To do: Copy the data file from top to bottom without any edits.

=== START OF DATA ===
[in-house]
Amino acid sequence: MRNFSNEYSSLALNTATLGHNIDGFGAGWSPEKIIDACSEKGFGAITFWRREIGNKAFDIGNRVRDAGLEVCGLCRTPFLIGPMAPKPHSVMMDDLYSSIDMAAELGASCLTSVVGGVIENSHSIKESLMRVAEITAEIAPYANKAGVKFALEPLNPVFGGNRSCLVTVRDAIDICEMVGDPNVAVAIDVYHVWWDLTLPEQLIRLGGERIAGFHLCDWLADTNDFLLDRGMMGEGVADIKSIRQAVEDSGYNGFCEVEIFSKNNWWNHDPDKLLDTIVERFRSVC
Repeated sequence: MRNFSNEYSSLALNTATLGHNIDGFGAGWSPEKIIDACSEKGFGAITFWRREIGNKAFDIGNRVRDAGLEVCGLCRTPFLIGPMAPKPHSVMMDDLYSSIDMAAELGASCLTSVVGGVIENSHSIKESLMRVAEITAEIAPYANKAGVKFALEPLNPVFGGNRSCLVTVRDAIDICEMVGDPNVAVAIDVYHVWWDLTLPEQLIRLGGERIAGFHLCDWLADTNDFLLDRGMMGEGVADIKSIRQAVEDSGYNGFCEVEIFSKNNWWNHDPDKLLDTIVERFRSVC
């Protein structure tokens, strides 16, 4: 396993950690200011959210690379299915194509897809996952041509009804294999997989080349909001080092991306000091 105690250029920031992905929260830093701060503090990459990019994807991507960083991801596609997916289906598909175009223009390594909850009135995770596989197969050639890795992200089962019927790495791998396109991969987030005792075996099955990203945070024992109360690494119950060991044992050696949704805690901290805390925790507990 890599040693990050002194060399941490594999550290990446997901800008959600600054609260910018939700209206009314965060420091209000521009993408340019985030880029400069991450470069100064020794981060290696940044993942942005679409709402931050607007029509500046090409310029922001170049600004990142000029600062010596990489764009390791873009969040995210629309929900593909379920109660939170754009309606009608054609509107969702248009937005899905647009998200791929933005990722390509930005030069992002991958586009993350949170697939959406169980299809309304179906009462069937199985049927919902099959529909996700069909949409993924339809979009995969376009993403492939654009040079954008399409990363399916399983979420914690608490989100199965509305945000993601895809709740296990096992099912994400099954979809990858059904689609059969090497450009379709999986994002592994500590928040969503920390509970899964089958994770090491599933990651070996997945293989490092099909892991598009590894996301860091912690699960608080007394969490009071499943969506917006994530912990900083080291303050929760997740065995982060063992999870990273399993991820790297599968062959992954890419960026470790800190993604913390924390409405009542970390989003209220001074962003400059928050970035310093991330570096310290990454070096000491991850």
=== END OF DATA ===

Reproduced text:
[in-house]
Amino acid sequence: MRNFSNEYSSLALNTATLGHNIDGFGAGWSPEKIIDACSEKGFGAITFWRREIGNKAFDIGNRVRDAGLEVCGLCRTPFLIGPMAPKPHSVMMDDLYSSIDMAAELGASCLTSVVGGVIENSHSIKESLMRVAEITAEIAPYANKAGVKFALEPLNPVFGGNRSCLVTVRDAIDICEMVGDPNVAVAIDVYHVWWDLTLPEQLIRLGGERIAGFHLCDWLADTNDFLLDRGMMGEGVADIKSIRQAVEDSGYNGFCEVEIFSKNNWWNHDPDKLLDTIVERFRSVC
Repeated sequence: MRNFSNEYSSLALNTATLGHNIDGFGAGWSPEKIIDACSEKGFGAITFWRREIGNKAFDIGNRVRDAGLEVCGLCRTPFLIGPMAPKPHSVMMDDLYSSIDMAAELGASCLTSVVGGVIENSHSIKESLMRVAEITAEIAPYANKAGVKFALEPLNPVFGGNRSCLVTVRDAIDICEMVGDPNVAVAIDVYHVWWDLTLPEQLIRLGGERIAGFHLCDWLADTNDFLLDRGMMGEGVADIKSIRQAVEDSGYNGFCEVEIFSKNNWWNHDPDKLLDTIVERFRSVC
């Protein structure tokens, strides 16, 4: 396993950690200011959210690379299915194509897809996952041509009804294999997989080349909001080092991306000091 105690250029920031992905929260830093701060503090990459990019994807991507960083991801596609997916289906598909175009223009390594909850009135995770596989197969050639890795992200089962019927790495791998396109991969987030005792075996099955990203945070024992109360690494119950060991044992050696949704805690901290805390925790507990 890599040693990050002194060399941490594999550290990446997901800008959600600054609260910018939700209206009314965060420091209000521009993408340019985030880029400069991450470069100064020794981060290696940044993942942005679409709402931050607007029509500046090409310029922001170049600004990142000029600062010596990489764009390791873009969040995210629309929900593909379920109660939170754009309606009608054609509107969702248009937005899905647009998200791929933005990722390509930005030069992002991958586009993350949170697939959406169980299809309304179906009462069937199985049927919902099959529909996700069909949409993924339809979009995969376009993403492939654009040079954008399409990363399916399983979420914690608490989100199965509305945000993601895809709740296990096992099912994400099954979809990858059904689609059969090497450009379709999986994002592994500590928040969503920390509970899964089958994770090491599933990651070996997945293989490092099909892991598009590894996301860091912690699960608080007394969490009071499943969506917006994530912990900083080291303050929760997740065995982060063992999870990273399993991820790297599968062959992954890419960026470790800190993604913390924390409405009542970390989003209220001074962003400059928050970035310093991330570096310290990454070096000491991850």